Michael Vick

One of the top offseason debates in the NFL this year is whether Michael Vick, having completed his prison sentence, should be allowed to play football and, if so, be forced to wear the name R. MEXICO on his jersey. Opinions vary.

No rape stand jokes here.  No, sir.

Just The Facts

  1. Vick was convicted on charges of financing and participating in a dogfighting ring in 2007. Bullfighting, however, is a cultural touchstone in some parts of the world and not at all cruel to animals.
  2. Vick has been known to use the alias “Ron Mexico” while travelling, rejecting such names as “I.M. Undercover,” “Ivan Gottasecret,” and the ever popular “Sylvia Plywood.”
  3. Vick, selected first overall in the 2001 NFL draft, was the first in a series of top picks who wore jersey numbers in sequence: Vick (7), 2002 David Carr (8), 2003 Carson Palmer (9), 2004 Eli Manning (10), and 2005 Alex Smith (11). This information is, of course, utterly useless.
  4. Vick’s younger brother, Marcus, also played quarterback at Virginia Tech and pissed away a once-promising career with inexcusable douchebaggery.


Vick first came to national prominence at the turn of the century when he led his Virginia Tech squad to the Bowl Championship Series Championship Game Series Bowl Game game in 2000. Chosen to play for the national title under the original BCS formula that gave extra weight to nicknames starting with "H"(since adjusted downward to "G"), the Hokies were defeated by Florida State 46-29 in a game for the ages that I totally fucking forgot was on that night.


Vick was chosen first overall by the Atlanta Falcons in 2001, which immediately guaranteed failure in the professional ranks. Although his running ability (he set an NFL rushing record for quarterbacks with 1039 yards in 2006) was astounding, as a passer he was never able to correct numerous bad habits he had developed, such as leaving the pocket too quickly, throwing off his back foot, and, worst of all, throwing with his left hand. His passer rating (based on a formula the league recently divulged at gunpoint) was usually stuck in the 70's, which is not a decade you want to be trapped in.

Still, his promise and the exciting nature of his play led the Falcons in 2004 to sign him to a then-record 10-year, $130 million contract, which he pretty much wiped his butt with.


The organization People for the Ethical Treatment of Animals maintains that Vick's 18 months in Leavenworth and lost income of $70 million is not nearly enough suffering to make up for torturing and killing a beloved pet that sometimes thinks he's people. "Aw, he thinks he's people," said a PETA spokesperson. "Awuzza wuzza wuzza."

If Vick is reinstated, PETA has vowed "serious, meaningful" protests at his games, promising clever signs featuring angry, dog-related puns, in addition to lots of barking.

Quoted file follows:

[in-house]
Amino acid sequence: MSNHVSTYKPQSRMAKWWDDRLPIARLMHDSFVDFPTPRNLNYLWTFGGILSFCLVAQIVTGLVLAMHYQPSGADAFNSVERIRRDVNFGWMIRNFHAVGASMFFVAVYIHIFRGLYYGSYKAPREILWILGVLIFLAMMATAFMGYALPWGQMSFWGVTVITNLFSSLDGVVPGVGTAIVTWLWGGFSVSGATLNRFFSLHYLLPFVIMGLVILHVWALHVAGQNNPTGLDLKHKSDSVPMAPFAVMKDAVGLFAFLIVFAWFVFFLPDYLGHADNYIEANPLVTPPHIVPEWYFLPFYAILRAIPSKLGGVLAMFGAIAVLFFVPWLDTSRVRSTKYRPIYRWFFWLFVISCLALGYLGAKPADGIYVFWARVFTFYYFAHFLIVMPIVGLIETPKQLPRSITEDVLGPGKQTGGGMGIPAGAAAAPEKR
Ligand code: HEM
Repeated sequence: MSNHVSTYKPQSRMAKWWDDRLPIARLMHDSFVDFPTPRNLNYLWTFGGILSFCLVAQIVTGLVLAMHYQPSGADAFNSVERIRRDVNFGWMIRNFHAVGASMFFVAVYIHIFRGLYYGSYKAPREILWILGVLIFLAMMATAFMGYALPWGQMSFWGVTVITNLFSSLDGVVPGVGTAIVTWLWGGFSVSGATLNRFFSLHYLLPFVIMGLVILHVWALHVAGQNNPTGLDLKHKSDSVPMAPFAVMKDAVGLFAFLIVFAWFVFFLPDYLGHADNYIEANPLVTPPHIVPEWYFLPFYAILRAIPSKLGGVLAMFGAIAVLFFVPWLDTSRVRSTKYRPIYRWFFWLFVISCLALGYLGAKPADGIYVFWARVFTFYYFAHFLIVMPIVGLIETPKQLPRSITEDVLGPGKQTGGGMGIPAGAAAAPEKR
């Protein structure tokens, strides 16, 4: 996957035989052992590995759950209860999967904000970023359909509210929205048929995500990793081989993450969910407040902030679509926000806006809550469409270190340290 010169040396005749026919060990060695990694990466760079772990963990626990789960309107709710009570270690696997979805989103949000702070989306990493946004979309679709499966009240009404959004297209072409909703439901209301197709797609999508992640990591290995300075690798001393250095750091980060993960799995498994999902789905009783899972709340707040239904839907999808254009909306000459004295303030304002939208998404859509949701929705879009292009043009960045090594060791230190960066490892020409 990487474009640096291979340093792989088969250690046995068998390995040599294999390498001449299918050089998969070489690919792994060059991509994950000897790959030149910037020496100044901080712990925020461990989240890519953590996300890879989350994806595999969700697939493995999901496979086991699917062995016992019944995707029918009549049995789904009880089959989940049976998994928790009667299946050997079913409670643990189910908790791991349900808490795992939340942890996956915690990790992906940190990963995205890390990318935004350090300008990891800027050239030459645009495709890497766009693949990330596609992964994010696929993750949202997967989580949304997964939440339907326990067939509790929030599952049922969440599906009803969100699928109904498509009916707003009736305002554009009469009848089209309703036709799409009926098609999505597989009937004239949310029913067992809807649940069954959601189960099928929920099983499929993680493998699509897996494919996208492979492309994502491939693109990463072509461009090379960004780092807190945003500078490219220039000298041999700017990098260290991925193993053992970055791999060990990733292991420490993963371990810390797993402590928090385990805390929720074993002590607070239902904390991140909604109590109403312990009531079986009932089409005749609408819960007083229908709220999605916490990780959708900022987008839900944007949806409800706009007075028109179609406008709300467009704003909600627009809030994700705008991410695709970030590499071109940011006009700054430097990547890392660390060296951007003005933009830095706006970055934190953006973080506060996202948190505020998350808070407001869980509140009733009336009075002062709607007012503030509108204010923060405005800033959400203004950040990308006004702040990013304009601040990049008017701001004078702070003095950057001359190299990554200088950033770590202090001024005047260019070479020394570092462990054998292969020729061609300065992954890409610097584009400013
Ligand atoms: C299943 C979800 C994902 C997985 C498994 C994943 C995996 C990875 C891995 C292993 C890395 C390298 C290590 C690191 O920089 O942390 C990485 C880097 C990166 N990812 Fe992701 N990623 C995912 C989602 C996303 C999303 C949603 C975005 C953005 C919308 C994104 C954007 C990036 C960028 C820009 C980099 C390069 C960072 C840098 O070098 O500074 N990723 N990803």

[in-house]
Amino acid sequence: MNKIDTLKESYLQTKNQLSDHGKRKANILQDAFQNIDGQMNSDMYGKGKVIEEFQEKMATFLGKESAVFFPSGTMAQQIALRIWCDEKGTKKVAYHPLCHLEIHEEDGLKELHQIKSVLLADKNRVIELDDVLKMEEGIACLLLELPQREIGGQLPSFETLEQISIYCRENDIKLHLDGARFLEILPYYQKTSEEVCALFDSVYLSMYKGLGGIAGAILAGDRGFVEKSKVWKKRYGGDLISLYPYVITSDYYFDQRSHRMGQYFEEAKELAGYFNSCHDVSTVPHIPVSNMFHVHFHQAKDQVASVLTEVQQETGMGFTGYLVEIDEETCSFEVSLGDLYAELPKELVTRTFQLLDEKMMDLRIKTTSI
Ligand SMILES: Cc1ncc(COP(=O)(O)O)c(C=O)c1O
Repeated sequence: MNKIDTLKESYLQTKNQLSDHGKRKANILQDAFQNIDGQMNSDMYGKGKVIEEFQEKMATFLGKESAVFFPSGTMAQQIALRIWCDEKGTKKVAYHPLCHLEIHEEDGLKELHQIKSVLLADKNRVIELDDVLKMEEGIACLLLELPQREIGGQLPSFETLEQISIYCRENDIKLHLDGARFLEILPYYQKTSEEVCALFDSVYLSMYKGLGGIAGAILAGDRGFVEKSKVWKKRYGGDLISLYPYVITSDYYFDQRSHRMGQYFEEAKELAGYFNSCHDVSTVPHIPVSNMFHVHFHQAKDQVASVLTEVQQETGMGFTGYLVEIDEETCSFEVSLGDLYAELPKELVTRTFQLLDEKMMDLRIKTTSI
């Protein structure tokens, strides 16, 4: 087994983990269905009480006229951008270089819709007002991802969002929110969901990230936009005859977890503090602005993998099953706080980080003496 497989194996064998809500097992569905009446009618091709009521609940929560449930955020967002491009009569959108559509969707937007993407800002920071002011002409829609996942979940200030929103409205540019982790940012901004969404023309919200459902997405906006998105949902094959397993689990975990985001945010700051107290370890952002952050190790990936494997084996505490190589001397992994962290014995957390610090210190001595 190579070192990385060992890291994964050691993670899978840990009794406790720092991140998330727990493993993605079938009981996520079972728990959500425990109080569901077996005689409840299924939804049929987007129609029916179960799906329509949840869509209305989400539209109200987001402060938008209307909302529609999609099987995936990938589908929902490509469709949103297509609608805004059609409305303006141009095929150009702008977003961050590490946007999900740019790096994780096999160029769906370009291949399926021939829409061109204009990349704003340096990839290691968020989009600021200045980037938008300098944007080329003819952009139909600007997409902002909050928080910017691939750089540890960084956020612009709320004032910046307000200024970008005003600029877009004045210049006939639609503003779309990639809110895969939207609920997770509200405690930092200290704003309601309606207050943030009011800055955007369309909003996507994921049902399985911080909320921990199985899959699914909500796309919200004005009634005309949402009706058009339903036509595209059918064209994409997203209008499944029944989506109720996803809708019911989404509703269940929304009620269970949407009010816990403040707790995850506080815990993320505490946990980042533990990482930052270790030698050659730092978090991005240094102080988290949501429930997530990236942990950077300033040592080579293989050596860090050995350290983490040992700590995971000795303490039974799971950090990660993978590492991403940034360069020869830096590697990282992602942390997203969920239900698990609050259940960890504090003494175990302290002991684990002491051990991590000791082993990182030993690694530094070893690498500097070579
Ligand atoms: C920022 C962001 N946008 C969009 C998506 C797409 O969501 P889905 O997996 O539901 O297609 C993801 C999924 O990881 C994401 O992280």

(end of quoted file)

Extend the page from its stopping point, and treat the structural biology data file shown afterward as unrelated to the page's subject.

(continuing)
NFL commissioner Roger Goodell is currently faced with making a decision on whether or not to re-instate Vick and allow him to play or continue his suspension from the league. Arguments in favor of re-instating him usually center on WHYTH FUK NOT HES PADE DET NOT LIKE IT HUMANS LIK IF HE WHITE NO, while the argument to continue his suspension is FUCKTARD.


Despite a lot of wild speculation in the sports media, as well as the usual jacking off on crap that passes for sports reporting these days, no team has expressed interest in Vick's services since his release from prison. Several teams, including the Jets, Seahawks, Lions and Panthers, have specifically excluded the possibility of signing Vick. "We already have quarterbacks who haven't taken a meaningful snap in years," said one NFL general manager who wished to remain anonymous. "We're the Bills, remember? Oops."


On July 28, 2009, NFL Commissioner Roger Goodell announced that Vick would be re-instated for eligibility to play after serving up to a five week suspension if there are no more incidents of misbehavior. The question remains: which team, if any, will sign Vick? Which team will risk the public relations hit they will take, and will want to deal with the canine-themed protests that will inevitably ensue?

One NFL personnel director, who wished not be named or, it turns out, mocked, said recently "We just won't want to deal with dog-themed protests. The horrible barking and howling noises, and the puns...cat themes we can deal with. We do it all the time. Most sports teams are named after cats. But it's less common with dogs, so you have to make special preparations, a special game plan, so to speak. Like preparing to face an unusual offense, such as the wishbone. Oh...why did I say that? And maybe PETA's bark is worse than its ...anyway, allowing a protest group to dictate our game-day preparations would be too much a case of the tail wagging the dog oh God make it stop make it stop..."

Since the announcement, several more teams, including the Cincinnati Bengals, have said publicly that they will not sign Vick.

The other concern is the layoff of more than two years Vick has had from football while serving in prison.

"There's no way he's in game shape." said a coach who will not be named because I made him up. "there's no way to stay in elite condition with sharp game skills when you're locked up, or even during house arrest since they keep you on such a short leash."

As for what sort of situation would offer Vick the best chance of success, the coach said "he needs to be with a team that can make use of his running skills first and gradually build up his role. You don't want to make him the top dog right away; you just want to use his natural talent and give him room to run and play and be happy."